There is no exact etymology of the word Camargue, subject to many hypotheses. This word could come from a Celto-Ligurian (Provençal) Ca-mar dialect meaning “field covered with water”. Another possibility, based on archival documents, would give it a Latin origin, which would correspond to the domain of Senator Camars, a great landowner whose family dominated the city of Arles in the first century.
The Camargue is a 150,000 ha swampy area formed by the Rhone Delta and the Mediterranean Sea. It is the second largest delta of the Mediterranean and, like all deltas, forms a triangle whose ends are Le Grau du Roi, Arles and Fos sur Mer.
The Camargue is divided into 3 parts:
- The little Camargue, west of the little Rhône
- The island of Camargue (or large Camargue), between the two arms of the Rhône
- Le Plan Bourg, east of the Grand Rhône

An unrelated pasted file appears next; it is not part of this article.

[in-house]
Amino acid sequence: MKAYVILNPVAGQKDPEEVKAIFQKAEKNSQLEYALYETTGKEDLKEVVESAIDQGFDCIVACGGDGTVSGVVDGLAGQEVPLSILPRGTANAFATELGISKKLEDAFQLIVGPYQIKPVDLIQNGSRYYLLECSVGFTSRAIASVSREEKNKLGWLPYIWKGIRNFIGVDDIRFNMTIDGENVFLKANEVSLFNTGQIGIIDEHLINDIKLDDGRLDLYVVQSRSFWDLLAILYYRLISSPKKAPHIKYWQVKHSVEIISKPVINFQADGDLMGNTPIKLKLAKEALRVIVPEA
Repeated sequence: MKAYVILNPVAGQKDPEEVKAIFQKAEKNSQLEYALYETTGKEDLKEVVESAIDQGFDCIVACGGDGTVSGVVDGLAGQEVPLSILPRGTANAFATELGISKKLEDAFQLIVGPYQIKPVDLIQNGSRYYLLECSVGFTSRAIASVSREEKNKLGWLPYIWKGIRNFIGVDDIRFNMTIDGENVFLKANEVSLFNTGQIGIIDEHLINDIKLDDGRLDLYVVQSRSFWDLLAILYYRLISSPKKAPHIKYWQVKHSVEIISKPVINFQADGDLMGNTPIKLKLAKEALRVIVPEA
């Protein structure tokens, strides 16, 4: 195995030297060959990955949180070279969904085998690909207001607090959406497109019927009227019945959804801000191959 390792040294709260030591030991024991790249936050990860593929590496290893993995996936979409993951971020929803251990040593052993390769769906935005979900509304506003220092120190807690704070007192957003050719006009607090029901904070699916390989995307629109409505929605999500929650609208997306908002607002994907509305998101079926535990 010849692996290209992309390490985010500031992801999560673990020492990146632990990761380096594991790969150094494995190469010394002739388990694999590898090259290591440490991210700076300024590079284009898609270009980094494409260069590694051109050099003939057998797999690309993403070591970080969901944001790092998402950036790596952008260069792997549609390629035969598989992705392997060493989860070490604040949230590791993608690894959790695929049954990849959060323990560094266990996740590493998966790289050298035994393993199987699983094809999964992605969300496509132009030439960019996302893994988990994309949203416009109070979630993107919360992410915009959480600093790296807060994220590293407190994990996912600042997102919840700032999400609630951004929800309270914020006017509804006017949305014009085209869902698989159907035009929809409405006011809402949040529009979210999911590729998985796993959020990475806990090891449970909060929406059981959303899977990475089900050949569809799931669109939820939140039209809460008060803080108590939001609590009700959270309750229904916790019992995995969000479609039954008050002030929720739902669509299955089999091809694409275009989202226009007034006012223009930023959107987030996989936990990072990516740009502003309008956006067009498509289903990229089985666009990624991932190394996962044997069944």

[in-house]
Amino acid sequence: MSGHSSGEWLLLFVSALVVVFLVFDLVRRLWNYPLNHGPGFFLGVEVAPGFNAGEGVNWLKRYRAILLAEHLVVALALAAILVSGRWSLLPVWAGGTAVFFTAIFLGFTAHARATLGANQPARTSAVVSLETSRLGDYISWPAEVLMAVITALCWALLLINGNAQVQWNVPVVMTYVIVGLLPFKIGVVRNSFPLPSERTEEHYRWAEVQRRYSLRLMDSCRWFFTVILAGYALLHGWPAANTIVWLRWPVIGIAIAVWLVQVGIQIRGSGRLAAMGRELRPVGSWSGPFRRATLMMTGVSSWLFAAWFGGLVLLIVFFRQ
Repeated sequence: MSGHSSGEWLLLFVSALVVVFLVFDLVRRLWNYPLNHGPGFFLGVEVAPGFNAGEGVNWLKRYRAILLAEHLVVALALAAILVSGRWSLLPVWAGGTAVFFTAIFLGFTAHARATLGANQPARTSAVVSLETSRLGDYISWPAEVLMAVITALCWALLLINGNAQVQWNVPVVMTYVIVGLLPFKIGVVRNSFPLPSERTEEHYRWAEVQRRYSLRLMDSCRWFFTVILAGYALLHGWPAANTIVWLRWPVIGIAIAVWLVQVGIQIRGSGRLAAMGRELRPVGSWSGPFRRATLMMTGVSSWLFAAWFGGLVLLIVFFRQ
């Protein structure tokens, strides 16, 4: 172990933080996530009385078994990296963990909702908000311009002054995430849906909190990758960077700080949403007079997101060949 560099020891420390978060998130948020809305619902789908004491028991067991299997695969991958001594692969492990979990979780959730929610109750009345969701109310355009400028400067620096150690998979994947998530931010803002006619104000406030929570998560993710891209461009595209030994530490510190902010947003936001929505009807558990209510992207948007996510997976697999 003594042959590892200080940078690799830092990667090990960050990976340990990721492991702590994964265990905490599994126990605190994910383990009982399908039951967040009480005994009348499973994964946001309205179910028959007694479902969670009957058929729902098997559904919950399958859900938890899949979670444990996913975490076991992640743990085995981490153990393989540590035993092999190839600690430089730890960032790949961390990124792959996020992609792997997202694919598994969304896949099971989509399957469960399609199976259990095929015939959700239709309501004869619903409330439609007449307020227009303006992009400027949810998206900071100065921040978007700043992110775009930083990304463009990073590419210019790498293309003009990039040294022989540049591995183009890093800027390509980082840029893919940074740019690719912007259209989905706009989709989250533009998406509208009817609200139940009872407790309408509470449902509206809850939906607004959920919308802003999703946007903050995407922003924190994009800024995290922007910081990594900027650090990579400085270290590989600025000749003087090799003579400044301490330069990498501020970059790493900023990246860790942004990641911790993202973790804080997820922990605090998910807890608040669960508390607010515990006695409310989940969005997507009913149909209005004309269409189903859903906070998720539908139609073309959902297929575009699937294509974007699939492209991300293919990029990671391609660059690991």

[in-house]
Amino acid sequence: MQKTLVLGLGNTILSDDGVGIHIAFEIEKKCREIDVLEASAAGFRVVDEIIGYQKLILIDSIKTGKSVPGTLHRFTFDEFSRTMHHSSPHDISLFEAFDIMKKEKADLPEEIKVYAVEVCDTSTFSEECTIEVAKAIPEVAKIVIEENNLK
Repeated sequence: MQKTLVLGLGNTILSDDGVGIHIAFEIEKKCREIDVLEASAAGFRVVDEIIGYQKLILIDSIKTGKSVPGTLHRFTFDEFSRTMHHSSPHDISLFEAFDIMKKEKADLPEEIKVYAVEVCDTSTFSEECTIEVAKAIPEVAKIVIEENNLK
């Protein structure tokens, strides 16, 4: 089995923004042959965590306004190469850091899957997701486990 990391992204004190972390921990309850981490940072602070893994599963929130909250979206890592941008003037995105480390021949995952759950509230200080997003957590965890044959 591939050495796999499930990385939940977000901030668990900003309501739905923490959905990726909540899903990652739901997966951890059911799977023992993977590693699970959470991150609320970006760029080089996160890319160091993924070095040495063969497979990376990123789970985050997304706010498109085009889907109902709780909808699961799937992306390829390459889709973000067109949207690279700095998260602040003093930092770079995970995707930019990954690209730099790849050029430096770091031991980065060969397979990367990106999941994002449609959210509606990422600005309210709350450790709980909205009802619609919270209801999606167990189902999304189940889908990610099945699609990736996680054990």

Under the influence of the fresh water of the Rhône and the salt water of the Mediterranean Sea, the sun and the wind, the Camargue has formed two distinct landscape zones. To the north, the Camargue fluvio-lacustre consists mainly of freshwater marshes that have enabled the development of agriculture, while to the south, the Camargue laguno-marine, under the influence of salt, has fostered the birth of its own unique ecosystem adapted to the salinity of its marshes and saltwater bodies. In the centre, the Vaccarès Pond covers nearly 6,300 ha and ensures the transition between these two worlds. The diversity of its fauna and flora, both wild and attractive, makes the Camargue one of the largest wetland reserves in Europe. Various protection measures have multiplied to promote the protection of this exceptional natural heritage. In 1928 the botanical and zoological reserve was created and in 1970 the pond of Vaccarès and its surroundings are classified as Regional Natural Park of Camargue. Many other sites such as the Scamandre reserve or the Espiguette plain are also protected by various statutes.